Covid-19 vaccine en route to every state as health officials say they hope immunizations begin Monday

12 月 14, 2020World News

December 14, 2020

Thousands of vials of the long-awaited Covid-19 vaccine are slated to arrive in all 50 states Monday, as top US health officials express hope that health care workers can begin administering the injections immediately.

The news comes after the Pfizer-BioNTech Covid-19 vaccine cleared its final hurdle: Dr. Robert Redfield, director of the US Centers for Disease Control and Prevention, accepted an advisory committee’s recommendation Saturday that the vaccine may be given to people 16 and older, meaning it can now be administered in the United States.
In a statement issued Sunday, Redfield announced he had accepted the recommendation from the CDC’s Advisory Committee on Immunization Practices. The first vaccinations are “set to start as early as Monday,” he said.
“This is the next step in our efforts to protect Americans, reduce the impact of the Covid-19 pandemic, and help restore some normalcy to our lives and our country,” he said in a statement.
Dr. Stephen Hahn, commissioner of the US Food and Drug Administration, too, said his “greatest hope and desire” is that the vaccinations begin Monday.
“My hope, again, is that this happens very expeditiously, hopefully tomorrow,” Hahn told CNN on Sunday. “We’ve seen the vaccines go out. We’ve seen the press reports of hospitals waiting to vaccinate health care workers and those most vulnerable.”
The decision comes the same day that the first batch of vaccines was loaded onto trucks at a Pfizer plant in Portage, Michigan, and shipped out across the country.
Freight trucks carrying about 184,275 vials of vaccine departed the plant, and the combined 189 boxes of vaccine vials are expected to arrive in all 50 states Monday.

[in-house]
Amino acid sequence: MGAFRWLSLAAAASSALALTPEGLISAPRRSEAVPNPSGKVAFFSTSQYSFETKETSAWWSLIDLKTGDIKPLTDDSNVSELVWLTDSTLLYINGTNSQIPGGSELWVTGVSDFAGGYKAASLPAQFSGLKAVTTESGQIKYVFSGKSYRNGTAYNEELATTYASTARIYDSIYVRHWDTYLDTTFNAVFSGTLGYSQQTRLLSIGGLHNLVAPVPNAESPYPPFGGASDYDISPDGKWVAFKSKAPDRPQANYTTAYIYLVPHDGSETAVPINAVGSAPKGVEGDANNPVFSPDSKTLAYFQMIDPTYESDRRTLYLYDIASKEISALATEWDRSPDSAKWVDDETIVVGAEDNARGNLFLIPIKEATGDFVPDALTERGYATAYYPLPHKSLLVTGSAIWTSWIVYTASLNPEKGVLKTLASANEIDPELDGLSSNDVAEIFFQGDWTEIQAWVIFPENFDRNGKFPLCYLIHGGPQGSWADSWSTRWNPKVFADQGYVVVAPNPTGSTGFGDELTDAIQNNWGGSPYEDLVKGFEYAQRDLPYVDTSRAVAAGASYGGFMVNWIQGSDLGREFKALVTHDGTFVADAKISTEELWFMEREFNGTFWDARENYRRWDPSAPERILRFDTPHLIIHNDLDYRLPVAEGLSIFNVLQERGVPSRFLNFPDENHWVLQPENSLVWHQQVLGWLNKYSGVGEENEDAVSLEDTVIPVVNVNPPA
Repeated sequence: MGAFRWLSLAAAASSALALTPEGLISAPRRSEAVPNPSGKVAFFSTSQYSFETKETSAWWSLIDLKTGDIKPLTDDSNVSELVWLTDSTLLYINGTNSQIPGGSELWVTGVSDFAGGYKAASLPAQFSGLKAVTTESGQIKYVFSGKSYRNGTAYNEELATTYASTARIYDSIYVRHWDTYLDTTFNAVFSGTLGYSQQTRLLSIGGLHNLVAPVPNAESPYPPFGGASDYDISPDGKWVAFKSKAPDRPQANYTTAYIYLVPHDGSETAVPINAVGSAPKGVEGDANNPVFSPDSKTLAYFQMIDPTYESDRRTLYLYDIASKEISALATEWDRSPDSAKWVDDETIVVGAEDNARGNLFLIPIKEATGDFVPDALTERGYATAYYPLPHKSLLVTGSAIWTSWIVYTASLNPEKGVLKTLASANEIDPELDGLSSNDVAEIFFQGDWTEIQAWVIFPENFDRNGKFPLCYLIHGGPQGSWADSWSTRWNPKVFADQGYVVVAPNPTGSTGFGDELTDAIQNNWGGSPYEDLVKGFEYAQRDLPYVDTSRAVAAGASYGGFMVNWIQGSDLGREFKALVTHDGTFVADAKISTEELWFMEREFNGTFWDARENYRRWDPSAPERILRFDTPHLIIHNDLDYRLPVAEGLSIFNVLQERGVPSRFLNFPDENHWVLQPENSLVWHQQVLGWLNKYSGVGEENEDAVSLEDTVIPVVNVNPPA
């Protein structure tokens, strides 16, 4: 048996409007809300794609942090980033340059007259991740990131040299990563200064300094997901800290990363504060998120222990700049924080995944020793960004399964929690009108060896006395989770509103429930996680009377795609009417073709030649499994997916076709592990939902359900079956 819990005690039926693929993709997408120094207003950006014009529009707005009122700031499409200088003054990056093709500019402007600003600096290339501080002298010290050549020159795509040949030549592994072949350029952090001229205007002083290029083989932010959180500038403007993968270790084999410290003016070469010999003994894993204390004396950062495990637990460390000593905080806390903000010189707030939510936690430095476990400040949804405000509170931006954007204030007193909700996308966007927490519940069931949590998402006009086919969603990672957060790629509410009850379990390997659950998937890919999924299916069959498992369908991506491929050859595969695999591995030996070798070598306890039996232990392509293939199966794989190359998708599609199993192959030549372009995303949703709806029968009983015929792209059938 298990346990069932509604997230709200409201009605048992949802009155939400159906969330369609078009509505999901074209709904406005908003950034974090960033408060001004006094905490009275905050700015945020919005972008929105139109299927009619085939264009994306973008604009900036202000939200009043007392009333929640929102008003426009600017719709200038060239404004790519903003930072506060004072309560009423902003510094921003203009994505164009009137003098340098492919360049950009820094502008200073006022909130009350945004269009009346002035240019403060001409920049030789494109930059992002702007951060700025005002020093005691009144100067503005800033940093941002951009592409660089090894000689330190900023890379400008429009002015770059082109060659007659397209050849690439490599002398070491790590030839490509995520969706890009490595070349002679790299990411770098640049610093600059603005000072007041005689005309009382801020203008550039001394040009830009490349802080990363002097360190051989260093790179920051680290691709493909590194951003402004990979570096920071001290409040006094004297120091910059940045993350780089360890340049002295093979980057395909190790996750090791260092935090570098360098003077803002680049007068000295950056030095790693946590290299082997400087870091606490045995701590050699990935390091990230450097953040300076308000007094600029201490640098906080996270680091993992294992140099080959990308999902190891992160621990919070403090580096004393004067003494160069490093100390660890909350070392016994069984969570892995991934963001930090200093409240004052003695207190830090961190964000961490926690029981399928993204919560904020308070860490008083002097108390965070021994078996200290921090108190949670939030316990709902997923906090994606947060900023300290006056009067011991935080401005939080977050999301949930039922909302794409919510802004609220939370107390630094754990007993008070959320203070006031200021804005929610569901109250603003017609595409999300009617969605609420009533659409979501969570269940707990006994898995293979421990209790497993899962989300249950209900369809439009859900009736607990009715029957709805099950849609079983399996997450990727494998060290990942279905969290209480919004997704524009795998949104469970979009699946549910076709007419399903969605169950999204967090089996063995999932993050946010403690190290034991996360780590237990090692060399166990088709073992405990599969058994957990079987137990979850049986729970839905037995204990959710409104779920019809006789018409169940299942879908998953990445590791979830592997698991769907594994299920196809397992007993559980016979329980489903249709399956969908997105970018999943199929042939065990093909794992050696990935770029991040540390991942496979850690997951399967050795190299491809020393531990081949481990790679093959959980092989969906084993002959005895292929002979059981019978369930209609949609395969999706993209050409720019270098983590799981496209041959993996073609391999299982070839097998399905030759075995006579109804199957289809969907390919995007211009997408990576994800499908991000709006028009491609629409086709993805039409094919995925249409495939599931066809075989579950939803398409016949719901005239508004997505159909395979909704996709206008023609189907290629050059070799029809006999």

Another 3,900 vials are expected to ship later Sunday to United States territories, and 400 boxes packed with about 390,000 vials will ship Monday to arrive Tuesday. There are five doses of vaccine per vial, according to Pfizer.
The excitement surrounding the shipment even brought out small groups of cheering spectators. At Gerald R. Ford International Airport in Grand Rapids, Michigan, where the vaccine was loaded onto a FedEx cargo plane, Vicki Royce and her husband gathered outside the facility.
“This is so exciting. This is history!” Royce said. “The first vaccines are going out. I’m like crying here.”
From its origin in Michigan, the Pfizer/BioNTech vaccine will arrive to about 600 sites across the US in the coming days.
“It’s a very good day for America — and for the world,” Moncef Slaoui, head of US coronavirus vaccine efforts, told Fox News Sunday.
The FDA granted emergency use authorization to the vaccine Friday, and the CDC’s ACIP voted Saturday to recommend it for people age 16 and older. The CDC vaccine advisory committee recommended that health care workers and long-term care facility residents be first in line to receive the shot.
The US plans to distribute 40 million vaccine doses by year’s end, followed by 50 to 80 million doses in January and in February, according to Slaoui.
“All in all, we hope to have immunized 100 million people” by the end of the first quarter of 2021, Slaoui said on Fox News Sunday.
The vaccine arrives at a critical moment for the US. Covid-19 hospitalizations hit record highs for the seventh day in a row Saturday. With the winter holidays still ahead, experts warn that the pandemic could continue to get worse before the larger public receives the vaccination.
Covid-19 vaccines are packaged at the Pfizer facility on Sunday.

Experts including Hahn and members of the CDC’s ACIP have said they have faith in the evaluation of the vaccine.
“I do believe that the process that we have used here in the ACIP to reach this decision is transparent, is science based, keeps equity in mind and is, for this moment, the absolute best that we can do,” said ACIP member Dr. Beth Bell, a clinical professor of global health at the University of Washington.
American Medical Association President Dr. Susan Bailey said in a statement Saturday the biggest obstacle to the vaccine is people’s willingness to be vaccinated.
“To be clear, these vaccines will reduce death and severe illness. They have been rigorously evaluated, and if enough of us roll up our sleeves and get vaccinated, we can eventually reclaim normalcy,” she said.

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